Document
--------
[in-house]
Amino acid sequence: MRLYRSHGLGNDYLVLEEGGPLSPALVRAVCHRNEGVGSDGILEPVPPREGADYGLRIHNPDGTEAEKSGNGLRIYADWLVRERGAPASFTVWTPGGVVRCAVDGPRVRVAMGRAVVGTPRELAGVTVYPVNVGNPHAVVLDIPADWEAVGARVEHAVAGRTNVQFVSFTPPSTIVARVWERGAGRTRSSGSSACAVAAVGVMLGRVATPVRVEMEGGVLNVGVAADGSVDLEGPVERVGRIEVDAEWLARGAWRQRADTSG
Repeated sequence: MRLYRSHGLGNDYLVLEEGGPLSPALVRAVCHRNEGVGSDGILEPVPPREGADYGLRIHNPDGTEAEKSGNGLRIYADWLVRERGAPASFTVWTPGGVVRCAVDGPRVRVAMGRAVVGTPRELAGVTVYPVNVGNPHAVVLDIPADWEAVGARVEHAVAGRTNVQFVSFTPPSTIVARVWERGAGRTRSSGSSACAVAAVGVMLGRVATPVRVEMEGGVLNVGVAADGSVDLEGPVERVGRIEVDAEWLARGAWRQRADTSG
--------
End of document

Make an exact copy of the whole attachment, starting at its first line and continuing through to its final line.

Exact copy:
[in-house]
Amino acid sequence: MRLYRSHGLGNDYLVLEEGGPLSPALVRAVCHRNEGVGSDGILEPVPPREGADYGLRIHNPDGTEAEKSGNGLRIYADWLVRERGAPASFTVWTPGGVVRCAVDGPRVRVAMGRAVVGTPRELAGVTVYPVNVGNPHAVVLDIPADWEAVGARVEHAVAGRTNVQFVSFTPPSTIVARVWERGAGRTRSSGSSACAVAAVGVMLGRVATPVRVEMEGGVLNVGVAADGSVDLEGPVERVGRIEVDAEWLARGAWRQRADTSG
Repeated sequence: MRLYRSHGLGNDYLVLEEGGPLSPALVRAVCHRNEGVGSDGILEPVPPREGADYGLRIHNPDGTEAEKSGNGLRIYADWLVRERGAPASFTVWTPGGVVRCAVDGPRVRVAMGRAVVGTPRELAGVTVYPVNVGNPHAVVLDIPADWEAVGARVEHAVAGRTNVQFVSFTPPSTIVARVWERGAGRTRSSGSSACAVAAVGVMLGRVATPVRVEMEGGVLNVGVAADGSVDLEGPVERVGRIEVDAEWLARGAWRQRADTSG